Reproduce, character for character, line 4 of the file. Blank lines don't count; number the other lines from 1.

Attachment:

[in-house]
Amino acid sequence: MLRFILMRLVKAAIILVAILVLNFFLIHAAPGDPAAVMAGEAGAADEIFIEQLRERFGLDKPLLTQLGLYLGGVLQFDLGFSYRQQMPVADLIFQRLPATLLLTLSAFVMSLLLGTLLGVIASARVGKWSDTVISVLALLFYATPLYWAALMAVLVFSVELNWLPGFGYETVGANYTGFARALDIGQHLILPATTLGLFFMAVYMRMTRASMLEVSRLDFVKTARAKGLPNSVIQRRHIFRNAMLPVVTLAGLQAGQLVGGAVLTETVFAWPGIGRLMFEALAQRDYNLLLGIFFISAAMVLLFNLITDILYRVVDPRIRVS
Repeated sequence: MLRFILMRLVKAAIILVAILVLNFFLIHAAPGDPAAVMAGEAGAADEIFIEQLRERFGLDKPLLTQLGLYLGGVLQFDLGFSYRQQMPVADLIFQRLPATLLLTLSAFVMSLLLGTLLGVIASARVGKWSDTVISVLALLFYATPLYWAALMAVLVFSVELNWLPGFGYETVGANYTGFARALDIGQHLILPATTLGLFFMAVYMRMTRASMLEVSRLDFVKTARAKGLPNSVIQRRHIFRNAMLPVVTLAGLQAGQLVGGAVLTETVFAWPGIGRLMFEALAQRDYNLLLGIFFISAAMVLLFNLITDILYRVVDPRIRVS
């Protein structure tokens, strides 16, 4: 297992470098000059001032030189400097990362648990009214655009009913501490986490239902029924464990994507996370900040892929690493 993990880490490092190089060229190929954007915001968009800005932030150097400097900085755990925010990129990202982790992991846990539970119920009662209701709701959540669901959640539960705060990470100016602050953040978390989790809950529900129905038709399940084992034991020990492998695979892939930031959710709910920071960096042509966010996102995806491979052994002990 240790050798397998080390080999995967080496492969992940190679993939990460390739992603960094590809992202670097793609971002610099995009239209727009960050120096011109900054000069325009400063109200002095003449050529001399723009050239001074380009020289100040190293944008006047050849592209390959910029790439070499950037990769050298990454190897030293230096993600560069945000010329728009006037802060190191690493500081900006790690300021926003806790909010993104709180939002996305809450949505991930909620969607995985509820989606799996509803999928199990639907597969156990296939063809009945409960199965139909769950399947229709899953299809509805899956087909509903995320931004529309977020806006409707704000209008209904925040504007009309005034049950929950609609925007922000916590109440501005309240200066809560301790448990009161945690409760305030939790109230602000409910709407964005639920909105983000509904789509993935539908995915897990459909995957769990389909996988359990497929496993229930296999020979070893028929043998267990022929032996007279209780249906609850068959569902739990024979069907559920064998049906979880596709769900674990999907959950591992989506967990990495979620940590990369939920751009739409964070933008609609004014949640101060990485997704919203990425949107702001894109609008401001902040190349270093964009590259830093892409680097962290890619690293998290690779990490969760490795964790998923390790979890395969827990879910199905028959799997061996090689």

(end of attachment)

């Protein structure tokens, strides 16, 4: 297992470098000059001032030189400097990362648990009214655009009913501490986490239902029924464990994507996370900040892929690493 993990880490490092190089060229190929954007915001968009800005932030150097400097900085755990925010990129990202982790992991846990539970119920009662209701709701959540669901959640539960705060990470100016602050953040978390989790809950529900129905038709399940084992034991020990492998695979892939930031959710709910920071960096042509966010996102995806491979052994002990 240790050798397998080390080999995967080496492969992940190679993939990460390739992603960094590809992202670097793609971002610099995009239209727009960050120096011109900054000069325009400063109200002095003449050529001399723009050239001074380009020289100040190293944008006047050849592209390959910029790439070499950037990769050298990454190897030293230096993600560069945000010329728009006037802060190191690493500081900006790690300021926003806790909010993104709180939002996305809450949505991930909620969607995985509820989606799996509803999928199990639907597969156990296939063809009945409960199965139909769950399947229709899953299809509805899956087909509903995320931004529309977020806006409707704000209008209904925040504007009309005034049950929950609609925007922000916590109440501005309240200066809560301790448990009161945690409760305030939790109230602000409910709407964005639920909105983000509904789509993935539908995915897990459909995957769990389909996988359990497929496993229930296999020979070893028929043998267990022929032996007279209780249906609850068959569902739990024979069907559920064998049906979880596709769900674990999907959950591992989506967990990495979620940590990369939920751009739409964070933008609609004014949640101060990485997704919203990425949107702001894109609008401001902040190349270093964009590259830093892409680097962290890619690293998290690779990490969760490795964790998923390790979890395969827990879910199905028959799997061996090689």